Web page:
In My Friend Dahmer Backderf keeps himself squarely in the background. He’s telling the story of his high-school years, yes, but he knows that the only reason readers might care about those years is that he went to high school with Jeffrey Dahmer. He keeps his focus on Dahmer, therefore, even following him into solo scenes, reconstructing his habits and home life from later interviews Dahmer gave. He himself—Backderf—only appears when his life intersects Dahmer’s.
This may seem like a simple thing, but imagine how easy it would have been for a memoirist to do it the other way around, to stick to his own perspective and only describe the moments of Dahmer’s life that touched on his. Not just easy, common. I’d wager that 90 percent of memoirists would have gone that way, and their decision might be defended as a form of journalistic integrity, but really it would come across as narcissism and a lack of imagination. What Backderf has done instead is much more respectful of the reader, and much more compelling.
Partly that’s because even in high school, Jeffrey Dahmer was fascinatingly fucked up. His parents were in the midst of a bitter divorce, his mother suffered from some kind of paranoid delusional thing and was heavily medicated, and he’d already started the serial killer pattern of hacking up roadkill to see what was inside. In school he mimicked the tics and slurred speech of a person with cerebral palsy, and his weird behavior made him a sort of mascot for Backderf and his friends. To keep a lid on his necrophiliac urges he kept himself permanently drunk, including at school, and Backderf asks how all the adults in his life could have ignored his obviously nutty behavior and failed to get him psychiatric attention.
I think that’s probably an unfair question. I’m perfectly willing to let Backderf and his friends off the hook when he points out that:
You never ‘narced’ on a classmate. It simply wasn’t done. Besides, my friends and I, we were just clueless small-town kids wrapped up in our own lives.
I think he should let the adults off the hook a bit too. They should have noticed and tried to do something about Dahmer’s alcoholism, sure, but I can’t believe that getting him attention for that would have been very likely to uncover his deeper problems. Maybe it would have. In any case, Backderf certainly makes it easy to understand how people can ignore and rationalize weird behavior—and frankly much of the time, the 90 percent of the time you’re not dealing with someone dangerous, that might be the right way to react.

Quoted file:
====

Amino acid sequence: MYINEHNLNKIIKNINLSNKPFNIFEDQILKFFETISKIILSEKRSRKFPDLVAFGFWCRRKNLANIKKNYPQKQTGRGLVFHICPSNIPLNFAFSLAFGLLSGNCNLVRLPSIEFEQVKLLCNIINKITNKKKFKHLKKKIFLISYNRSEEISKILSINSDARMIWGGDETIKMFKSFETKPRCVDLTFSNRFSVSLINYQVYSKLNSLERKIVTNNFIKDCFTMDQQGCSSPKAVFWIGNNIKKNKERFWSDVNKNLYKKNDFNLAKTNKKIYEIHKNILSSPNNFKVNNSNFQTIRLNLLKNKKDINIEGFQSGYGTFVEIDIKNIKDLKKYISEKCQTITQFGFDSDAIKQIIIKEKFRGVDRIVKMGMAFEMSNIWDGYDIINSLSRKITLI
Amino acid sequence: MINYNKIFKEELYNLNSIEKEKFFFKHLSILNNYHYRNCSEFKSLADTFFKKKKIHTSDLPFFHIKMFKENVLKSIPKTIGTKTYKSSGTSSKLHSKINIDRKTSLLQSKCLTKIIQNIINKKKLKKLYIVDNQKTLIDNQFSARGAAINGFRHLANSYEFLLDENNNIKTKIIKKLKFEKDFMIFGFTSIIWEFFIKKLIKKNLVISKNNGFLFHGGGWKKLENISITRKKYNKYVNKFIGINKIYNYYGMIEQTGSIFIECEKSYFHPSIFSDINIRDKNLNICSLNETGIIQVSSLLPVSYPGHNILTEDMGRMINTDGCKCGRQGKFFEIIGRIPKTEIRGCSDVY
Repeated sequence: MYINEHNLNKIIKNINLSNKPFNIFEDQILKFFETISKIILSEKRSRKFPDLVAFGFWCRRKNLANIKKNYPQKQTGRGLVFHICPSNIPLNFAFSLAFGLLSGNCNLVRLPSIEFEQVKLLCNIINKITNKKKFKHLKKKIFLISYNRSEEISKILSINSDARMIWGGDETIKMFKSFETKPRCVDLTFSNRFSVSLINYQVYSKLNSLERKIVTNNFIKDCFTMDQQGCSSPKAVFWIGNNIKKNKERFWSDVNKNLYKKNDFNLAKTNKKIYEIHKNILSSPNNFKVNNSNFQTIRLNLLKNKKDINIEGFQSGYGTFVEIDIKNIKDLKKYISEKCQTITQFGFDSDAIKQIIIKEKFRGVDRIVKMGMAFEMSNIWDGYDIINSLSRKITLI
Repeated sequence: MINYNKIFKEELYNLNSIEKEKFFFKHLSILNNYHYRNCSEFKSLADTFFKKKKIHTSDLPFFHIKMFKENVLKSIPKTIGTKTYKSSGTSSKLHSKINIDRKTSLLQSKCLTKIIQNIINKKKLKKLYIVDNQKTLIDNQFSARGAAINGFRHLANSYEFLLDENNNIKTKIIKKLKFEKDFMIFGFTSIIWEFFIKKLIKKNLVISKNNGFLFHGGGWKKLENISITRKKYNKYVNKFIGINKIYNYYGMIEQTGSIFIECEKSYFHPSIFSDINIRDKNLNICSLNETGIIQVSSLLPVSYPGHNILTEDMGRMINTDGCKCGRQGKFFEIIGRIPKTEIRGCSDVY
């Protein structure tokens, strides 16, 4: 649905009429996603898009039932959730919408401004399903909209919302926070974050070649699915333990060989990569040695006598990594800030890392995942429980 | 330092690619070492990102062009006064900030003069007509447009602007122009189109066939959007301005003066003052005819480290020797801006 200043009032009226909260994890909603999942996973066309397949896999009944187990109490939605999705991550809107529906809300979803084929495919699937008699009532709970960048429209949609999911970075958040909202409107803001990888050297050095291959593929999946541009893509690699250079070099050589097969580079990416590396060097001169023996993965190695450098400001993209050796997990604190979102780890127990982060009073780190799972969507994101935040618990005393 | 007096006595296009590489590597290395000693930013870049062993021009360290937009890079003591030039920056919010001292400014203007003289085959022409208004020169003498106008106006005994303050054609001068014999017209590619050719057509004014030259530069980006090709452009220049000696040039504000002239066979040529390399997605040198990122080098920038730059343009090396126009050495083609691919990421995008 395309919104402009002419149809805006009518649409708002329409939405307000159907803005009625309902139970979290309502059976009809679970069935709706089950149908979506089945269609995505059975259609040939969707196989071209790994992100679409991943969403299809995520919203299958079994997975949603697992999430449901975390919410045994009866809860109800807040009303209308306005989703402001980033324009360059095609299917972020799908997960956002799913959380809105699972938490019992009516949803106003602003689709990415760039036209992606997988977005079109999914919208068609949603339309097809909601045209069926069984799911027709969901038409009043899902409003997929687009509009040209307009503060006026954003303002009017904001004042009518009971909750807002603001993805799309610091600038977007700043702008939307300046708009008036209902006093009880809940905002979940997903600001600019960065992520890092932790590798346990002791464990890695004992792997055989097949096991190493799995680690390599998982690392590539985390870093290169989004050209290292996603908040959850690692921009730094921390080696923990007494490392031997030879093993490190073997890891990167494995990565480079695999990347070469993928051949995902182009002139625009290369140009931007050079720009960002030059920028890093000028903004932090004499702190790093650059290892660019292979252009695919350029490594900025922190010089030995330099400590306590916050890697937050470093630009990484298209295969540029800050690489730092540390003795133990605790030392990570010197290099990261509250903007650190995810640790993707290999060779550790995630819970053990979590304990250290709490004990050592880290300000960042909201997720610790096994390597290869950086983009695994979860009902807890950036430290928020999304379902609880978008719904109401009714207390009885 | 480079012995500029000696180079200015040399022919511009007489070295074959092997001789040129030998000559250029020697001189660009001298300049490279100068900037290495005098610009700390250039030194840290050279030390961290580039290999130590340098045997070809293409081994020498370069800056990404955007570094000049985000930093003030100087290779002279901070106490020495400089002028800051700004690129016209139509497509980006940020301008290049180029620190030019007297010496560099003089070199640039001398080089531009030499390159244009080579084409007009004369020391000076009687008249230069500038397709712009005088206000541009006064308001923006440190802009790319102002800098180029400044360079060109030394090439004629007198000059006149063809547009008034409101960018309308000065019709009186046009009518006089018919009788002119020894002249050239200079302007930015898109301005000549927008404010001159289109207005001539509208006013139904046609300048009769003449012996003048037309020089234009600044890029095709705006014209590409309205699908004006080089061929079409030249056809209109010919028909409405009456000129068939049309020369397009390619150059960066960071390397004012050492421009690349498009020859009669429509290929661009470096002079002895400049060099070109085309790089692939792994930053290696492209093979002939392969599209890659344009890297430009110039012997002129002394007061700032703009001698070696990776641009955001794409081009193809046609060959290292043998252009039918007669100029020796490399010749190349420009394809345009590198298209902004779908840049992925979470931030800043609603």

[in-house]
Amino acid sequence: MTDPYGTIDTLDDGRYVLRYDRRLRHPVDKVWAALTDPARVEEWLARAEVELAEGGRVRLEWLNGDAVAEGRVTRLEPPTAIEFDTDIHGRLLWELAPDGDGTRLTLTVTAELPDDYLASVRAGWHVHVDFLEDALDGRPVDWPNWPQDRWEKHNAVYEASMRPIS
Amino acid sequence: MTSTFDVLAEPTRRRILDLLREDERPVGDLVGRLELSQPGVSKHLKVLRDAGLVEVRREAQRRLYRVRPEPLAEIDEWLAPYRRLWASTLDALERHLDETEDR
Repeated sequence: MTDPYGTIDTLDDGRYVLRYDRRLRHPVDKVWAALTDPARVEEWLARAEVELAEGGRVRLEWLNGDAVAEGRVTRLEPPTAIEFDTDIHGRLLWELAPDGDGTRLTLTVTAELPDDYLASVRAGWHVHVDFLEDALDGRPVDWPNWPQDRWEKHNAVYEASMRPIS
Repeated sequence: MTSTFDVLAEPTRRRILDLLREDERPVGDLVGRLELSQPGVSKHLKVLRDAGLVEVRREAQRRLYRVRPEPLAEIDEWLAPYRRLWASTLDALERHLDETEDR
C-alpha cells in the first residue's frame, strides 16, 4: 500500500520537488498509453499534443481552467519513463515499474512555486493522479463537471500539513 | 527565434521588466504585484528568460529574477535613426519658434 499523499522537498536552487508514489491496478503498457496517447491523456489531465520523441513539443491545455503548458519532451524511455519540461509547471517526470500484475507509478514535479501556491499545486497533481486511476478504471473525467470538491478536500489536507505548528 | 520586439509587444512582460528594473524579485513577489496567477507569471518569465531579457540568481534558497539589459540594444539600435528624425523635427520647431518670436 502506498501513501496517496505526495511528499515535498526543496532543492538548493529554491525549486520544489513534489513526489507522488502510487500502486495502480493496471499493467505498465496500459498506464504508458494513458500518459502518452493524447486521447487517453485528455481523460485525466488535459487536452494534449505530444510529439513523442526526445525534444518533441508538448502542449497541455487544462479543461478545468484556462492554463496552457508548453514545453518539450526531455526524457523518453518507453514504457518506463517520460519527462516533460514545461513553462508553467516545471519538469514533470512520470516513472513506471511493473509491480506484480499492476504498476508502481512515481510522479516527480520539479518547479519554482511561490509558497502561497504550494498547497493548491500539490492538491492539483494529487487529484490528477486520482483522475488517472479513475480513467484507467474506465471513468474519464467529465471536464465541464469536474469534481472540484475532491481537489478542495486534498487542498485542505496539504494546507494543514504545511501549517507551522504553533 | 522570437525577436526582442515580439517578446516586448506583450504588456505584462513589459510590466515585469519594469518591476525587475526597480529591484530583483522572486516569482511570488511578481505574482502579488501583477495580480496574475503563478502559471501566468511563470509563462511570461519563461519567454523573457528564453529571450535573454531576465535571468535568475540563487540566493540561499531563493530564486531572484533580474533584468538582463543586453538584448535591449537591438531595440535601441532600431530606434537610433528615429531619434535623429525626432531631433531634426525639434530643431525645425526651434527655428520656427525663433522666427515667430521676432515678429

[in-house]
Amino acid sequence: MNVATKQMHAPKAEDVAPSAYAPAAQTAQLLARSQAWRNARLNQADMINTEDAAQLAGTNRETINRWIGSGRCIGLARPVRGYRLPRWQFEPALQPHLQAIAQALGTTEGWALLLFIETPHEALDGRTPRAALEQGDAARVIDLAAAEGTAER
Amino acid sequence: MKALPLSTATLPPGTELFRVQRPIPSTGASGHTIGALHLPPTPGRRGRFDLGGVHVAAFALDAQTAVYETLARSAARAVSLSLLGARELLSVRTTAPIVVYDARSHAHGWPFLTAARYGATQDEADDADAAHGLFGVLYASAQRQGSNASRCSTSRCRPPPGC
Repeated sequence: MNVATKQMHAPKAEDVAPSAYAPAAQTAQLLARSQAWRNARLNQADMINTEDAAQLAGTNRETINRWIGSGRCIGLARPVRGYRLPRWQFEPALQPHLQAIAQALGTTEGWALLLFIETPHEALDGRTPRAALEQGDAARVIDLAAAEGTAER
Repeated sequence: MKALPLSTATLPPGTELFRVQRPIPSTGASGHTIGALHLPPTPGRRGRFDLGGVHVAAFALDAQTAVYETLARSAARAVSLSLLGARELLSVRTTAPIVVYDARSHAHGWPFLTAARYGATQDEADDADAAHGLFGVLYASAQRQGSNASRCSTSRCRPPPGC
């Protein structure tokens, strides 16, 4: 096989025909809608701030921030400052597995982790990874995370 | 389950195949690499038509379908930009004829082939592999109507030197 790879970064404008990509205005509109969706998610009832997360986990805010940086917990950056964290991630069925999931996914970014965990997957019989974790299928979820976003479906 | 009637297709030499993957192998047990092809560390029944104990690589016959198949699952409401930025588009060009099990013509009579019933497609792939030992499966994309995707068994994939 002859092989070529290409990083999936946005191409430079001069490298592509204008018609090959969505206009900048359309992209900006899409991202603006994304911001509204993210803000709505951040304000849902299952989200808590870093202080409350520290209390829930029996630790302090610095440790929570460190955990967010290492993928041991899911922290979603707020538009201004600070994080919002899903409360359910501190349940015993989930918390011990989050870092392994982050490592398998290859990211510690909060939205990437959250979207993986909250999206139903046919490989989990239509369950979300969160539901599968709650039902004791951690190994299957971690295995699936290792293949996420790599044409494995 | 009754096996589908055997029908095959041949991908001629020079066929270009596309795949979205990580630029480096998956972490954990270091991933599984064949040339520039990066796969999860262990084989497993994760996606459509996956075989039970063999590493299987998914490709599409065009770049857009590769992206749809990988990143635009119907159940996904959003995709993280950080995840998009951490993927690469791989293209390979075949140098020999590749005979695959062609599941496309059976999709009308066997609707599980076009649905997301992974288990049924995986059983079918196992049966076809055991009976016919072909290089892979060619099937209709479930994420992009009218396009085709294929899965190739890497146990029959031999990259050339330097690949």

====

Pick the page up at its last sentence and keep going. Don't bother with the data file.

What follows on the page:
But in asking “Where were the adults?” Backderf is at least following through on the best thing about My Friend Dahmer: he treats Jeffrey Dahmer as a human being. Which doesn’t mean he excuses him, of course. Treating him like a human being means treating him as a being at least theoretically capable of moral judgment. He writes in the preface:
This is a tragic tale… It’s my belief that Dahmer didn’t have to wind up a monster, that all those people didn’t have to die horribly, if only the adults in his life hadn’t been so inexplicably, unforgivably, incomprehensibly clueless and/or indifferent. Once Dahmer kills however … my sympathy for him ends. He could have turned himself in after that first murder. He could have put a gun to his head. Instead he, and he alone, chose to become a serial killer and spread misery to countless people.
Up to that moment when Dahmer kills, Backderf tries to understand him. He shows Dahmer struggling with desires he doesn’t want to have, and slowly losing the struggle. I’m not sure there’s a deeper lesson to that. It’s probably just rubbernecking. But Backderf gives us a hell of a car crash to stare at.